One of my proudest moments to date (besides becoming a mom and starting my own busniess) was when I raised my hand at the Zen Parenting Let's Get Real Conference and spoke on the mic in front of my peers, idols and fellow parents about tackling the use of technology with today's children.
With Dr. Shefali Tsabary no more than a foot in front of me and the room filled with several other teachers and mentors of mine (Dr. John Duffy, Dr. Therese Rowley, Cathy & Todd Adams and MANY more) I decided to take the floor. I couldn't be happier that I chose to speak up because it paved the way for me to get to know many fabulous people in my field (which means everything to me since I firmly believe this needs to be a community of support).
Cathy and Todd had been discussing how technology is this unknown territory in parenting and how we might begin to navigate through it mindfully and consciously. They had mentioned that balance was certainly something to strive for, but what exactly is it? Is there even such a thing as reaching balance in parenthood?
Todd thought not so much. He went on to say that in his opinion, finding balance is simply recognizing when you are off balance and bringing yourself back whenever you can, and that this constant state of ebbing and flowing through life is as 'perfect' as it gets.
Cathy added that the best way to approach our child's use of technology was a 'practise what you preach' mentality, role modelling our control, as the parents, over our use of technology. This means that while you are asking your child to put down their tablet, you are not saying it infront of your computer or with your smartphone in hand. She went on to talk about establishing clear set boundaires meant to be discussed with your child before inroducing things like cell phones and ipads.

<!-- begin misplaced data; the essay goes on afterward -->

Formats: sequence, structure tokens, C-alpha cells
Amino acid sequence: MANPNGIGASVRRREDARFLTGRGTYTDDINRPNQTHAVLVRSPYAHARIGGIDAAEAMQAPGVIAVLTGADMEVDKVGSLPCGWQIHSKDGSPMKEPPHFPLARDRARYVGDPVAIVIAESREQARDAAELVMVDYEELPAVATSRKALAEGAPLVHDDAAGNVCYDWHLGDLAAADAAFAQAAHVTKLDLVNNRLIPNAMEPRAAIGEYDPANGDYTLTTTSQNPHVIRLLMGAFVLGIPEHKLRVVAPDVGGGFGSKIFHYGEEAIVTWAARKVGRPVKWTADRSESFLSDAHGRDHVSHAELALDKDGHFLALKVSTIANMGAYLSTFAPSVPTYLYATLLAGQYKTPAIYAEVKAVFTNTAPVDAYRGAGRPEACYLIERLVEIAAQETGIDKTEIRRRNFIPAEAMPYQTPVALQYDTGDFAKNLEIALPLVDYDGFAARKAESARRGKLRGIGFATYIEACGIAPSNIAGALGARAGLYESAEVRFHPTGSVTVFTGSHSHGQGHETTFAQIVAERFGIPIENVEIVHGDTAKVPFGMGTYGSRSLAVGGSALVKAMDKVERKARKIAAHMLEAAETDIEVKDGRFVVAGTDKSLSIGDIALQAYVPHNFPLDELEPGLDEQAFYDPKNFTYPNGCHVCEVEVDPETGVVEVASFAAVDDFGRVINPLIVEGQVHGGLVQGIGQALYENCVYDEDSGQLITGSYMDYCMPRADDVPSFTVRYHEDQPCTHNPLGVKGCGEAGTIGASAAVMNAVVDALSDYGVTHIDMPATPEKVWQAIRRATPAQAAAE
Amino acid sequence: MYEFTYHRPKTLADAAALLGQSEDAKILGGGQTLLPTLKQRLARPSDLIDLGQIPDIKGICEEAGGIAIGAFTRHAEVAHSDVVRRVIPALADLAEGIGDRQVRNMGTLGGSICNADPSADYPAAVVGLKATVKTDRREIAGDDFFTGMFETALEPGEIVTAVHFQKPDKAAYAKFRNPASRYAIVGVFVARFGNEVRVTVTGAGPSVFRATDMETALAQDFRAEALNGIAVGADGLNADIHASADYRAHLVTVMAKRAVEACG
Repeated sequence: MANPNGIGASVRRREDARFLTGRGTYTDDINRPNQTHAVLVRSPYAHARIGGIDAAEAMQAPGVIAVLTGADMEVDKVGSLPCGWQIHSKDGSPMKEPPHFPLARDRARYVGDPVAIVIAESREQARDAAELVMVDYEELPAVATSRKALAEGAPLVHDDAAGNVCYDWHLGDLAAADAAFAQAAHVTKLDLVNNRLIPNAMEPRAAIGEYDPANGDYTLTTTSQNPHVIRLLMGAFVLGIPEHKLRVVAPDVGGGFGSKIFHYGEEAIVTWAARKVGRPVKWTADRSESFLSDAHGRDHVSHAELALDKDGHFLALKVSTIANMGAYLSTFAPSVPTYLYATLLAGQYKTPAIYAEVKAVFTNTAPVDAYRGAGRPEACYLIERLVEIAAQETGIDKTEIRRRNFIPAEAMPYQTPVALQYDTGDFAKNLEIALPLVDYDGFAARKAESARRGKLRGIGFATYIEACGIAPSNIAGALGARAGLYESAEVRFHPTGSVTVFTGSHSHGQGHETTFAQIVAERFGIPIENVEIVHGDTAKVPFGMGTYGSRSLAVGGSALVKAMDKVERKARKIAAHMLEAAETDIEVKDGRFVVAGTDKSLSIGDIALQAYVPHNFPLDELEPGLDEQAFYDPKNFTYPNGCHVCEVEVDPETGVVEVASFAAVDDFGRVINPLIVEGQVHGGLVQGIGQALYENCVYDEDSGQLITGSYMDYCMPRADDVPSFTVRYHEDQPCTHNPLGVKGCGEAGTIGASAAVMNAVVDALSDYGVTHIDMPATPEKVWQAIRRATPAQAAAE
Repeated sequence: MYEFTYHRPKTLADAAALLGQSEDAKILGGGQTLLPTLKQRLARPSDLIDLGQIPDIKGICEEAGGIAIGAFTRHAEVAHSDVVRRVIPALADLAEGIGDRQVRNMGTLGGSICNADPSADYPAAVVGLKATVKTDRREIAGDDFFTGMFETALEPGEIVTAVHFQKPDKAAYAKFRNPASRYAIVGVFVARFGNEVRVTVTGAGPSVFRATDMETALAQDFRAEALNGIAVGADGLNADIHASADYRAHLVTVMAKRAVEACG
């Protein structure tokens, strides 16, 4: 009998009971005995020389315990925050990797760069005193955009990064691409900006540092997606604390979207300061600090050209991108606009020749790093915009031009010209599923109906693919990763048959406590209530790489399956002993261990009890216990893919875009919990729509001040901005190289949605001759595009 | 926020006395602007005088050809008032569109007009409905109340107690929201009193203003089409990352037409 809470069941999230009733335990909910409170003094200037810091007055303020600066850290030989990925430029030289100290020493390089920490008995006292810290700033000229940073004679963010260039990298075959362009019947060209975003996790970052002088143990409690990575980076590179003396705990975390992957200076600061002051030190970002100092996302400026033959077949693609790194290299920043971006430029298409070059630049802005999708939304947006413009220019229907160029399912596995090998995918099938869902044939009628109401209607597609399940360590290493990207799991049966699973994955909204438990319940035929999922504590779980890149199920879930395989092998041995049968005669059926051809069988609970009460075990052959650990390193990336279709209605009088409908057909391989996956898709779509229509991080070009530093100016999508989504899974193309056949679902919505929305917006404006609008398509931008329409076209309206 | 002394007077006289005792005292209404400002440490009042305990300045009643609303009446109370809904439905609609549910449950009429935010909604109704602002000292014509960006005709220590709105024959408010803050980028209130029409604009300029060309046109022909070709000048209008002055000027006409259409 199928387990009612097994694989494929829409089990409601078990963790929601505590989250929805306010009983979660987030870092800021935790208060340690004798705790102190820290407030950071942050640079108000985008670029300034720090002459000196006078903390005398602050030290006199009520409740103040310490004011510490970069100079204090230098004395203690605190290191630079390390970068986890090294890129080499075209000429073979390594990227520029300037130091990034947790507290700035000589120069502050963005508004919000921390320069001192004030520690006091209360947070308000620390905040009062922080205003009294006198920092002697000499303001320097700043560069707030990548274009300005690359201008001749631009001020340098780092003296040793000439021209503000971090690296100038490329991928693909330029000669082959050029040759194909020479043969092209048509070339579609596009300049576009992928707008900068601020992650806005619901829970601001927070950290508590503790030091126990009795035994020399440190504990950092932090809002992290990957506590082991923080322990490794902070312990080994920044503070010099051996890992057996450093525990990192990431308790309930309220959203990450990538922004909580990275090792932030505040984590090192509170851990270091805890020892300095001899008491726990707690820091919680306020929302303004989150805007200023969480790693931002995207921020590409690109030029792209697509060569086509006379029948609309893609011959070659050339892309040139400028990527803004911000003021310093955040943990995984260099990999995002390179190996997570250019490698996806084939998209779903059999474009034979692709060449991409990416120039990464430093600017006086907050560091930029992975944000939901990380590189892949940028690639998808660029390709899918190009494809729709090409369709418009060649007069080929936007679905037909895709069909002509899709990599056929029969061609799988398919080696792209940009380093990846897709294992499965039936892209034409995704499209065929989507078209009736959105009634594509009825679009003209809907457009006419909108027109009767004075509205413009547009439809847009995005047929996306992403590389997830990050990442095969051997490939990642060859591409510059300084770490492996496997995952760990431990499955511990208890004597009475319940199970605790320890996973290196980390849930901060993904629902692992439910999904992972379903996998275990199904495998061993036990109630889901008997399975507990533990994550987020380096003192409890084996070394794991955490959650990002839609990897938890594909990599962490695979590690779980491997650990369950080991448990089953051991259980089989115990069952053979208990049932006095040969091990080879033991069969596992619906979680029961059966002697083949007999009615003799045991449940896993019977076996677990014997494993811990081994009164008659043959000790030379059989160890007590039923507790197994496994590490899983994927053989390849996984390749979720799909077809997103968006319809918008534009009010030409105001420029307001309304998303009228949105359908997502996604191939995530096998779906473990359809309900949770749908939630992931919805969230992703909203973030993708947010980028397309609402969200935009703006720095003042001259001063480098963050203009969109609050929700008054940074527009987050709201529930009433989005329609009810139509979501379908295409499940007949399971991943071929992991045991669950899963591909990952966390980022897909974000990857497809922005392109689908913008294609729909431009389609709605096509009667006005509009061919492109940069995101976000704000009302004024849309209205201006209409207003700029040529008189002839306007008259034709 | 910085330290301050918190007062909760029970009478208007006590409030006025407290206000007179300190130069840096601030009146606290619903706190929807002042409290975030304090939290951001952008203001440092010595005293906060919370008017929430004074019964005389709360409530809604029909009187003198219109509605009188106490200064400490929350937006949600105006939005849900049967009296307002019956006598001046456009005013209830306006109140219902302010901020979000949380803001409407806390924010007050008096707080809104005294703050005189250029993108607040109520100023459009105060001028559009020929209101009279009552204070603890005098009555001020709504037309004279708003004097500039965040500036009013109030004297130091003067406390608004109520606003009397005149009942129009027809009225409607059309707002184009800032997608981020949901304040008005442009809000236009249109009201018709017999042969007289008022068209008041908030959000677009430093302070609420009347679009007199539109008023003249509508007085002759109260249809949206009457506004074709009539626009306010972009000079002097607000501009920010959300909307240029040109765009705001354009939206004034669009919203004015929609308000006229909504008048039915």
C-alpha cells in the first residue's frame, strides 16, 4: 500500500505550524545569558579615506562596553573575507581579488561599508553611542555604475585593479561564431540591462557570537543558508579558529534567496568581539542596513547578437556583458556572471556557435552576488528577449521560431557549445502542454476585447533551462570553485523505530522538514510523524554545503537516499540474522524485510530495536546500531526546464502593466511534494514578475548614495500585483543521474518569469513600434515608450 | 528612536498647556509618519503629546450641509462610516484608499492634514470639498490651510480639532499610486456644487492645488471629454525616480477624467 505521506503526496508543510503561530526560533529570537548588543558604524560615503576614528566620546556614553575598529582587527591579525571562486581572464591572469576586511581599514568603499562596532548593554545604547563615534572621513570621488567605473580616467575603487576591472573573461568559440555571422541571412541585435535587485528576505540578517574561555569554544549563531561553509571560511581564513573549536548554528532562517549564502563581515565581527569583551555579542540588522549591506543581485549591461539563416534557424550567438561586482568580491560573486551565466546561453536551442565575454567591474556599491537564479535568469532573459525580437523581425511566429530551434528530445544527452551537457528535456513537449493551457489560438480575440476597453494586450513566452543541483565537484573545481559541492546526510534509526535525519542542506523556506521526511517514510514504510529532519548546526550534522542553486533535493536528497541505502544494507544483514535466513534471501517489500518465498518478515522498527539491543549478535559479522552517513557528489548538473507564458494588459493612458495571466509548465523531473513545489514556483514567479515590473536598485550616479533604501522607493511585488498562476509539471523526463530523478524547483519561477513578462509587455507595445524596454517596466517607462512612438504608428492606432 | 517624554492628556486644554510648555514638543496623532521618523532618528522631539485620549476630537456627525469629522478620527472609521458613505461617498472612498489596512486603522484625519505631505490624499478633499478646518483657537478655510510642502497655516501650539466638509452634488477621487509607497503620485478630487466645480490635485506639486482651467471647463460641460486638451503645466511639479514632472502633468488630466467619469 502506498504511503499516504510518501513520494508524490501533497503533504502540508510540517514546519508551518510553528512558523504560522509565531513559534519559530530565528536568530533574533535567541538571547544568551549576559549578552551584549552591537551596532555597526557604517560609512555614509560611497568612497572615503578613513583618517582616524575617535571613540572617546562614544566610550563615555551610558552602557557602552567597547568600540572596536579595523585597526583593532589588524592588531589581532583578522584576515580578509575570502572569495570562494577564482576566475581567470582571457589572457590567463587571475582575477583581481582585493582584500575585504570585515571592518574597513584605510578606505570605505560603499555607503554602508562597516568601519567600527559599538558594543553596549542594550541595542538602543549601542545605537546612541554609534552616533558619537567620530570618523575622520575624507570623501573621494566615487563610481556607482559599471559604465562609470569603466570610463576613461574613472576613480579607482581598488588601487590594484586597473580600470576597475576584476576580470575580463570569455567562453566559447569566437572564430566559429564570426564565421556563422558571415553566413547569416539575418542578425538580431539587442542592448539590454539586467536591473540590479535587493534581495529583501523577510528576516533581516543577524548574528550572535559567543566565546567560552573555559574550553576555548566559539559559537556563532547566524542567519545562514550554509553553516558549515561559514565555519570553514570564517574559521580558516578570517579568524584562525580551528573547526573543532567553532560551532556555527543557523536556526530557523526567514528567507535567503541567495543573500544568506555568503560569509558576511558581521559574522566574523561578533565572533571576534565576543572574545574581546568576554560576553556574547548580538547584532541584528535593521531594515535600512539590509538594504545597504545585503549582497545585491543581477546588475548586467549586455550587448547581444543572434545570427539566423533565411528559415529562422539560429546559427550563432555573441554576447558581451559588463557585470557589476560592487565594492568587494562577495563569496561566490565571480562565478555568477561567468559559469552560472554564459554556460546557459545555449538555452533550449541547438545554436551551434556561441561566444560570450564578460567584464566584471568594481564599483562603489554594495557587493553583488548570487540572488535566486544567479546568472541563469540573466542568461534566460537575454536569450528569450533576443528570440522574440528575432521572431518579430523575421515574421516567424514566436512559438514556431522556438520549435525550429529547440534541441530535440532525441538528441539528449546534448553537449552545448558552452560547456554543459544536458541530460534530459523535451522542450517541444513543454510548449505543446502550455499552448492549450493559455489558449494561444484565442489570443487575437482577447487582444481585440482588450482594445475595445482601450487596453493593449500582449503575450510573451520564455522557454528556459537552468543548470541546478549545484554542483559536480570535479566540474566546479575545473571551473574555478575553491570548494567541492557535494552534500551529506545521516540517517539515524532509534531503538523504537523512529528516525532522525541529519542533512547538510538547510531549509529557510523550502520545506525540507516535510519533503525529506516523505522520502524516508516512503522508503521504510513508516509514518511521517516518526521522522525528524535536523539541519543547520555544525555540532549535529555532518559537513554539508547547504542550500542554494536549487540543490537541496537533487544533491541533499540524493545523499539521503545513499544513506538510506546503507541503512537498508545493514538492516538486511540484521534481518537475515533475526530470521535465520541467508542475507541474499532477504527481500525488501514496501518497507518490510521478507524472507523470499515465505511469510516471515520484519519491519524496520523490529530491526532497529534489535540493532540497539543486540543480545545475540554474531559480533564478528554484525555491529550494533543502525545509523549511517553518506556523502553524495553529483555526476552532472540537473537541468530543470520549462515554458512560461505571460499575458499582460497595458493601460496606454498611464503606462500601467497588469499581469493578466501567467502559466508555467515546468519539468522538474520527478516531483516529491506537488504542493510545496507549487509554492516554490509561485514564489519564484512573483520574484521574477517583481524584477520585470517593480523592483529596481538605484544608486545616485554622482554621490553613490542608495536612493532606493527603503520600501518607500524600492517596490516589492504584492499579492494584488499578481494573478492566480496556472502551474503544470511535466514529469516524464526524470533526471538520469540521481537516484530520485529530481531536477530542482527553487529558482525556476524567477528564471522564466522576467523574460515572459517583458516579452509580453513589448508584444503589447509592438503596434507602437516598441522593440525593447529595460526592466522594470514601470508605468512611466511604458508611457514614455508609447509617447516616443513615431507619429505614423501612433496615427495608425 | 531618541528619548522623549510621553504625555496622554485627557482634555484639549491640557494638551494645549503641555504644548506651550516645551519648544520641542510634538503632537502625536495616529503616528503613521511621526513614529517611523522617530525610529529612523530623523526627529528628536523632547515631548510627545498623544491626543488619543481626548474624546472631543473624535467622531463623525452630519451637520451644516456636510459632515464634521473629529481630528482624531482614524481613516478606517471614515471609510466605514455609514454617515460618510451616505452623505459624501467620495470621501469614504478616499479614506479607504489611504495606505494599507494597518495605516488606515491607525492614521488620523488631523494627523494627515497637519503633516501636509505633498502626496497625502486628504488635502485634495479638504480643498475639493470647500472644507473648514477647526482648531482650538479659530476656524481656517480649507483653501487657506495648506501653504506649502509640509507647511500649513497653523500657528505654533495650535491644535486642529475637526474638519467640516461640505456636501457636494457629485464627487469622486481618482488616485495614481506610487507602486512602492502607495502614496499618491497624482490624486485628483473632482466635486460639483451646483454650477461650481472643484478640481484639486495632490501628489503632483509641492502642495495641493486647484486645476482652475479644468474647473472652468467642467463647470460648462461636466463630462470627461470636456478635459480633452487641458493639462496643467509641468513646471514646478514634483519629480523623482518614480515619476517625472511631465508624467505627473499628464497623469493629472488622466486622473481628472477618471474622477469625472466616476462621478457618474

After Cathy and Todd spoke they graciously asked the audience to weigh in. Did we have questions about what they had said? Did we have something to add? That was when I saw an opportunity to share my personal thoughts on the subject since I had recently uncovered a mantra that I felt would be perfect in helping new parents navigate the use of techonology with their children: view. read. do.
I chose this mantra with the idea that technology can actually be a really great tool for fresh ideas, connecting activities and even developmental growth with our children.
From what I understand there seems to be a pretty clear split when it comes to television, ipads, cellphones, etc. Some parents are on the side of no screen time at all, while others use the screen as a moment of space from their children, almost as though they have an extra set of hands so they can get things done.
Aiming to cast no judgment on your preference, I hope to provide parents with an idea that might make each side of that spectrum a little less rigid and a little more balanced. Here is goes:
View: this is the technology part. Wether it be watching Sesame Street on tv or playing a popular game on the tablet, the focus here is engaging in it together. No you won't get that break you were hoping for, or check off that task on your to-do list, nor will you be able to feed your ego and say that your child is proudly "screen free".